As a web developer and designer, I generally find myself in one of three distinct situations, design-wise, for new web site or web site redesign projects:
- The client asks me to design a new web site for them.
- We (the client and I) decide to use a pre-built theme or template (for example using RocketTheme, my personal favorite) and then customize that theme for the client’s needs;
- The client has a designer already, which has two possibilities:
- 3a: That designer routinely designs for the web.
- 3b: That designer is an old-school print-only graphic designer who’s used to doing logos and brochures.
While I’m happy to work on projects from items 1, 2, and 3a … item 3b, above, can be kinda-sorta-definitely a total nightmare.
Where Print Designers Often Fail
Basically, they routinely screw up these kinds of things:
- Because they’re used to print, where a document is not “alive,” they approach everything as a static, unchanging entity. In the rare times that they think about things like what links might look like, or what color they should be, they usually fail to spec out what the behavior of such things should be in the “hover” state. They simply don’t think like this, so the easy stuff gets ignored.
- Same for forms. They don’t like thinking about them, generally, and often come up with strange or unusual user experiences, and/or over-complicate them.
- They have an under-developed sense of how things work online, and might do things like place graphics in pain-in-the-butt locations, or specify weird or unusual fills that don’t properly distinguish between concepts like background images, background colors, and normal graphics. Because they lack a technical understanding of how the web works, they tend to mess these things up.
- They rarely think about templating issues, and often treat each page as its own mini-brochure instead of thinking in the way that content management systems (CMSs) work (with a templating system that separates template from page content). Thus, they come up with designs that often vary in places where they should be consistent (e.g., in a global footer, for example).
- They often completely ignore menu structuring and menu design, as that area generally requires in-depth knowledge of how the CSS works and what the possibilities even are in terms of menu design.
- Same for other typical online-type features like galleries. They might say “put a photo gallery here,” but they won’t recommend a certain type of gallery or a specific behavior.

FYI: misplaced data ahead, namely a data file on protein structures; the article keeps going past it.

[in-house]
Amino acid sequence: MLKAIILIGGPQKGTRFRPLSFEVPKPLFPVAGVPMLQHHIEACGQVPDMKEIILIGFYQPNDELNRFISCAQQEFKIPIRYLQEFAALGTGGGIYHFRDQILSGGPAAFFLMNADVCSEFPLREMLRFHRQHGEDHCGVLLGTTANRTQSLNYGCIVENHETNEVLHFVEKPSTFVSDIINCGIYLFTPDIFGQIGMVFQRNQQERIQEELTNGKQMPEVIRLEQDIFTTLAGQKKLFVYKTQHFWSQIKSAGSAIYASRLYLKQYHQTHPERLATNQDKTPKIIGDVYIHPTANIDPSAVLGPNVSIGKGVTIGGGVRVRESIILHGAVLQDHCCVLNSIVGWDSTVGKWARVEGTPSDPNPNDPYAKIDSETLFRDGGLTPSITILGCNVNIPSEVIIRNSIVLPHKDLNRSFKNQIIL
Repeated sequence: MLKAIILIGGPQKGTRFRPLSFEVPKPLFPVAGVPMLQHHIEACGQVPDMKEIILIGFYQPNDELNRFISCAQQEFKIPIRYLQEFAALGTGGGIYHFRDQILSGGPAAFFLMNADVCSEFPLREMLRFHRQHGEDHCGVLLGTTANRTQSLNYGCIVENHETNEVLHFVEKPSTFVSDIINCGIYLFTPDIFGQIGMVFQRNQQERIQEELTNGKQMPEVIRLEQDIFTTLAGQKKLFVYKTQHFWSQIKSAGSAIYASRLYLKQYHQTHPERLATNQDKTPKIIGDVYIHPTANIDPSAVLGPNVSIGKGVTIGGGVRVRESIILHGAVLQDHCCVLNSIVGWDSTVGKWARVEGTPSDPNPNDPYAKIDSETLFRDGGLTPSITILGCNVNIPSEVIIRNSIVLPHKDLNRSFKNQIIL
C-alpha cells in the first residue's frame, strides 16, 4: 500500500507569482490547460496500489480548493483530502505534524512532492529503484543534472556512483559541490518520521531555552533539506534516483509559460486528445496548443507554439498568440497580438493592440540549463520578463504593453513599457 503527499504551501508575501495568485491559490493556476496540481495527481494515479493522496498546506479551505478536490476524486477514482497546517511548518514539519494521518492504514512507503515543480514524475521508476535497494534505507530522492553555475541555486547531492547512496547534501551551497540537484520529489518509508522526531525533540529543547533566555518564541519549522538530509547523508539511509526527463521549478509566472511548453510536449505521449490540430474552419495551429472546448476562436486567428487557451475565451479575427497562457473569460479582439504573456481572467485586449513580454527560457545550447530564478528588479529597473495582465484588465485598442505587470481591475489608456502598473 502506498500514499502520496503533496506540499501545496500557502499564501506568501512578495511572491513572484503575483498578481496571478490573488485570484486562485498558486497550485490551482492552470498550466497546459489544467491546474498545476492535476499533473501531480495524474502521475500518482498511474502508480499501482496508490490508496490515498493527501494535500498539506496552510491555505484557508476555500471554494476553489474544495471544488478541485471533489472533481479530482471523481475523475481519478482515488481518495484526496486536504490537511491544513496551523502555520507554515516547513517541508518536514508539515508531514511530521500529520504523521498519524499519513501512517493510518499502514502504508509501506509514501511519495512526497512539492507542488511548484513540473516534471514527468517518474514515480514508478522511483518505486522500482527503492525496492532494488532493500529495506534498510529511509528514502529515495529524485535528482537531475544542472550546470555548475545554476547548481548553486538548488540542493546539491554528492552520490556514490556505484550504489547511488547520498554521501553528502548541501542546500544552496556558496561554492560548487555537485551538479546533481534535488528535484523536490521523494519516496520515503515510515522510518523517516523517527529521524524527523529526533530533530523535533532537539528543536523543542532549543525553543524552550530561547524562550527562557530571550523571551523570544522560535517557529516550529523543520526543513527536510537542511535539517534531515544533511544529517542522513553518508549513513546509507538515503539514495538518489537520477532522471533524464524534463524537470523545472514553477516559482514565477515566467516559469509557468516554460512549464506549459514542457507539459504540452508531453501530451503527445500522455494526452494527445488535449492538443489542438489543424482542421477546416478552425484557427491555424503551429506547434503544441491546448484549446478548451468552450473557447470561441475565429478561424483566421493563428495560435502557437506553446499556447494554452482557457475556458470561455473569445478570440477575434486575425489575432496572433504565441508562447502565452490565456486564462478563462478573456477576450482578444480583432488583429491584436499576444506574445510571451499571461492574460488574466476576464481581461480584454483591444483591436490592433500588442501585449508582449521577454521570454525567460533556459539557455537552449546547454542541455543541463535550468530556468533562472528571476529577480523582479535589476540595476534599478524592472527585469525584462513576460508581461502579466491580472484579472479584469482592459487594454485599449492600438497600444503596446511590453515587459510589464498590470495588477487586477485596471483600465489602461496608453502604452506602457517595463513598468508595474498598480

- Also because they’re used to print, they tend to not address the flexible and responsive nature of web sites. They’ll usually design based on a typical, static printed page size like 8 1/2" x 11" or perhaps something a little bigger. Or, they’ll base the design on their particular laptop or screen size. But they won’t think about wide screens, desktops, tablets, and the huge variety of mobile devices.
- The overall idea of user experience isn’t something they’re professionally involved with, and so you get a lot more design elements that appeal to the designer personally rather than time-honored web-based practices.
- And forget about structural SEO considerations that might dovetail with design in some way.
A print designer, in short, lacks the big picture knowledge that comes from online-first design experience.
Avoid the Headache
Look, no one wants to take your designer away from you. Very few web designers I know want to get involved in doing your business cards or print flyers. If you want to involve that person, then the best way, in my view, is to put him or her on the review team. Let them chime in on designs in progress, if need be. But, make that resource secondary to a dedicated web design professional. It’ll all work out better if you do.
✍🏻 Jim Dee maintains three blogs — Hawthorne Crow, Web Designer | Web Developer Magazine, and Wonderful Words, Defined — and contributes to various Medium pubs. Connect at JPDbooks.com, Amazon, FB, Twitter, Instagram, LinkedIn, Medium, or Jim [at] ArrayWebDevelopment.com. His latest screwball literary novel, CHROO, is a guaranteed good time.